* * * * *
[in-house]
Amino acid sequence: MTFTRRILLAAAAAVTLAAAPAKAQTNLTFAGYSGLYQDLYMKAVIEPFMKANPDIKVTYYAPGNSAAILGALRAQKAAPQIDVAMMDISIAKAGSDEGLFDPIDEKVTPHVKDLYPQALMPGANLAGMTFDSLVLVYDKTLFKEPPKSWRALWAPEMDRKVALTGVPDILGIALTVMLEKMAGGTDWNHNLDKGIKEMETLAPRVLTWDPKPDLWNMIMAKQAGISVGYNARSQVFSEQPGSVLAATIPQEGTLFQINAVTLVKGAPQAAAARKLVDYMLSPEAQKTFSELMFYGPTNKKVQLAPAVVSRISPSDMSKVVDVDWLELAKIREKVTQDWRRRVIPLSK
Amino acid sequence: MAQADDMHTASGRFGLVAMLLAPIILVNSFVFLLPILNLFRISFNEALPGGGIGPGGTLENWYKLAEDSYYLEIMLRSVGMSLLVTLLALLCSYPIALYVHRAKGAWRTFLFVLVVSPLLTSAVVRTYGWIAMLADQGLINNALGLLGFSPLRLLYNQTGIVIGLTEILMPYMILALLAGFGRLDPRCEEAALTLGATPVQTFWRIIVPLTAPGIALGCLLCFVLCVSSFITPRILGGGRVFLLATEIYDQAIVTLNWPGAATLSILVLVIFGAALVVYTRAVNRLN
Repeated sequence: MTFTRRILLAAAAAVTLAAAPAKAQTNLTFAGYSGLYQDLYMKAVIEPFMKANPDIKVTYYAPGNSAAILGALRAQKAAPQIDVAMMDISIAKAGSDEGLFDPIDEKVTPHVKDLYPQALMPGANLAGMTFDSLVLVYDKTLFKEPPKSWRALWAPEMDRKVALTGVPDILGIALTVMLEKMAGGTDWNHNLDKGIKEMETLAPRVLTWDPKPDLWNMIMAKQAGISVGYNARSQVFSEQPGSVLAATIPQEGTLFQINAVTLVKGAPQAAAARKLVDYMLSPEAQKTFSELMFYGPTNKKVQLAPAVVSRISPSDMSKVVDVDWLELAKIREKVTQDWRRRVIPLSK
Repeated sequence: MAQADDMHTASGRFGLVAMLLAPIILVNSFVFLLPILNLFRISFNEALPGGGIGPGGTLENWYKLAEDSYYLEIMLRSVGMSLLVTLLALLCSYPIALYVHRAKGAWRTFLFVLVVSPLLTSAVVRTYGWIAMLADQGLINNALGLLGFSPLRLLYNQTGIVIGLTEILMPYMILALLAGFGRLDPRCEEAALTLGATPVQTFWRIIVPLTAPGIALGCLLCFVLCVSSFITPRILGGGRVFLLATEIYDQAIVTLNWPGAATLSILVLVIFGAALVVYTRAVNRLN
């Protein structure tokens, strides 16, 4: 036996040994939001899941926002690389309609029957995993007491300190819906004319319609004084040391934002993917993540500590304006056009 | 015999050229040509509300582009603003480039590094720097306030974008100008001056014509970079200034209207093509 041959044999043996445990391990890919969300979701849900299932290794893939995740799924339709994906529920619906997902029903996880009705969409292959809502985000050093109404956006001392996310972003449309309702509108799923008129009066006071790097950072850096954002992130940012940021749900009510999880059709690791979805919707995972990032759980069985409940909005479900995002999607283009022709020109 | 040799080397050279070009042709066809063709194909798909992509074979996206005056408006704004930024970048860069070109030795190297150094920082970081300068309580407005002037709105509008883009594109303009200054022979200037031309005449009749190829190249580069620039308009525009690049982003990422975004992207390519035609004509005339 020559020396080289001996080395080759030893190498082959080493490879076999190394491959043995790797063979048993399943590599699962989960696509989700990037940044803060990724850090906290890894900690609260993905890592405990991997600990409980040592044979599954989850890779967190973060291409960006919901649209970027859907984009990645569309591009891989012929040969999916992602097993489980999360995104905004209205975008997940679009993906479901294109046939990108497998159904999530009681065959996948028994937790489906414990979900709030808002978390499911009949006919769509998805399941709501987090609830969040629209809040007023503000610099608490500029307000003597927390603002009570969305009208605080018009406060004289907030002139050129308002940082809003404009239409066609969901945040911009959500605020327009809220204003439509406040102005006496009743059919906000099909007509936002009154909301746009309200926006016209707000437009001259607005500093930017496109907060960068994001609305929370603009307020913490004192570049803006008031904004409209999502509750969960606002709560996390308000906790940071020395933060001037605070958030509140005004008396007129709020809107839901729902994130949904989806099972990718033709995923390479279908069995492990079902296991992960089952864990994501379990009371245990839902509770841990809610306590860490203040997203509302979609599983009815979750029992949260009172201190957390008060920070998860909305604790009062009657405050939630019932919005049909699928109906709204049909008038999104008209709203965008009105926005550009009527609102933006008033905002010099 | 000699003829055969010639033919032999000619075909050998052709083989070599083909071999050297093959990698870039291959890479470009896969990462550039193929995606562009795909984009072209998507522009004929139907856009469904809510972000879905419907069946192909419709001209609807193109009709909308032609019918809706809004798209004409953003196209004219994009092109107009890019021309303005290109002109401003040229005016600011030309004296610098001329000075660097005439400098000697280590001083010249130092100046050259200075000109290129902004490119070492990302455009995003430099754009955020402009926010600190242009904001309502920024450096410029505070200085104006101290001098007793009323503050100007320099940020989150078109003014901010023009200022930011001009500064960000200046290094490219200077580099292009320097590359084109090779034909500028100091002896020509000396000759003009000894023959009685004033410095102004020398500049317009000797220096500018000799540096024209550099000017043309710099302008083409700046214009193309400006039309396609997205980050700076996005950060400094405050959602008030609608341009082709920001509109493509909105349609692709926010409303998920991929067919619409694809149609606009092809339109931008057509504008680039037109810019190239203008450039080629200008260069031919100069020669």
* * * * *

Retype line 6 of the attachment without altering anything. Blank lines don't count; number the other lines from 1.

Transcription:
């Protein structure tokens, strides 16, 4: 036996040994939001899941926002690389309609029957995993007491300190819906004319319609004084040391934002993917993540500590304006056009 | 015999050229040509509300582009603003480039590094720097306030974008100008001056014509970079200034209207093509 041959044999043996445990391990890919969300979701849900299932290794893939995740799924339709994906529920619906997902029903996880009705969409292959809502985000050093109404956006001392996310972003449309309702509108799923008129009066006071790097950072850096954002992130940012940021749900009510999880059709690791979805919707995972990032759980069985409940909005479900995002999607283009022709020109 | 040799080397050279070009042709066809063709194909798909992509074979996206005056408006704004930024970048860069070109030795190297150094920082970081300068309580407005002037709105509008883009594109303009200054022979200037031309005449009749190829190249580069620039308009525009690049982003990422975004992207390519035609004509005339 020559020396080289001996080395080759030893190498082959080493490879076999190394491959043995790797063979048993399943590599699962989960696509989700990037940044803060990724850090906290890894900690609260993905890592405990991997600990409980040592044979599954989850890779967190973060291409960006919901649209970027859907984009990645569309591009891989012929040969999916992602097993489980999360995104905004209205975008997940679009993906479901294109046939990108497998159904999530009681065959996948028994937790489906414990979900709030808002978390499911009949006919769509998805399941709501987090609830969040629209809040007023503000610099608490500029307000003597927390603002009570969305009208605080018009406060004289907030002139050129308002940082809003404009239409066609969901945040911009959500605020327009809220204003439509406040102005006496009743059919906000099909007509936002009154909301746009309200926006016209707000437009001259607005500093930017496109907060960068994001609305929370603009307020913490004192570049803006008031904004409209999502509750969960606002709560996390308000906790940071020395933060001037605070958030509140005004008396007129709020809107839901729902994130949904989806099972990718033709995923390479279908069995492990079902296991992960089952864990994501379990009371245990839902509770841990809610306590860490203040997203509302979609599983009815979750029992949260009172201190957390008060920070998860909305604790009062009657405050939630019932919005049909699928109906709204049909008038999104008209709203965008009105926005550009009527609102933006008033905002010099 | 000699003829055969010639033919032999000619075909050998052709083989070599083909071999050297093959990698870039291959890479470009896969990462550039193929995606562009795909984009072209998507522009004929139907856009469904809510972000879905419907069946192909419709001209609807193109009709909308032609019918809706809004798209004409953003196209004219994009092109107009890019021309303005290109002109401003040229005016600011030309004296610098001329000075660097005439400098000697280590001083010249130092100046050259200075000109290129902004490119070492990302455009995003430099754009955020402009926010600190242009904001309502920024450096410029505070200085104006101290001098007793009323503050100007320099940020989150078109003014901010023009200022930011001009500064960000200046290094490219200077580099292009320097590359084109090779034909500028100091002896020509000396000759003009000894023959009685004033410095102004020398500049317009000797220096500018000799540096024209550099000017043309710099302008083409700046214009193309400006039309396609997205980050700076996005950060400094405050959602008030609608341009082709920001509109493509909105349609692709926010409303998920991929067919619409694809149609606009092809339109931008057509504008680039037109810019190239203008450039080629200008260069031919100069020669």